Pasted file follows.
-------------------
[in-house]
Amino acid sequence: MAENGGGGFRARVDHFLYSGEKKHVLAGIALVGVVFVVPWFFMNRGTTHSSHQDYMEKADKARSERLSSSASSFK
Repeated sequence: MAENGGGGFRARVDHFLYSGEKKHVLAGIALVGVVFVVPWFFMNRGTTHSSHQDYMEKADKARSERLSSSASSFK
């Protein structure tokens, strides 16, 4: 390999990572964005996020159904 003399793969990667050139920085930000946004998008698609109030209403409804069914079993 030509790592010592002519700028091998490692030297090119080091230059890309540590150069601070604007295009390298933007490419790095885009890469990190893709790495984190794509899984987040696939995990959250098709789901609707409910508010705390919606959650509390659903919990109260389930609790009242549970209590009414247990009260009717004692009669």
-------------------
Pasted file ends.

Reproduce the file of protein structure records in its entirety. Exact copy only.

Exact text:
[in-house]
Amino acid sequence: MAENGGGGFRARVDHFLYSGEKKHVLAGIALVGVVFVVPWFFMNRGTTHSSHQDYMEKADKARSERLSSSASSFK
Repeated sequence: MAENGGGGFRARVDHFLYSGEKKHVLAGIALVGVVFVVPWFFMNRGTTHSSHQDYMEKADKARSERLSSSASSFK
């Protein structure tokens, strides 16, 4: 390999990572964005996020159904 003399793969990667050139920085930000946004998008698609109030209403409804069914079993 030509790592010592002519700028091998490692030297090119080091230059890309540590150069601070604007295009390298933007490419790095885009890469990190893709790495984190794509899984987040696939995990959250098709789901609707409910508010705390919606959650509390659903919990109260389930609790009242549970209590009414247990009260009717004692009669």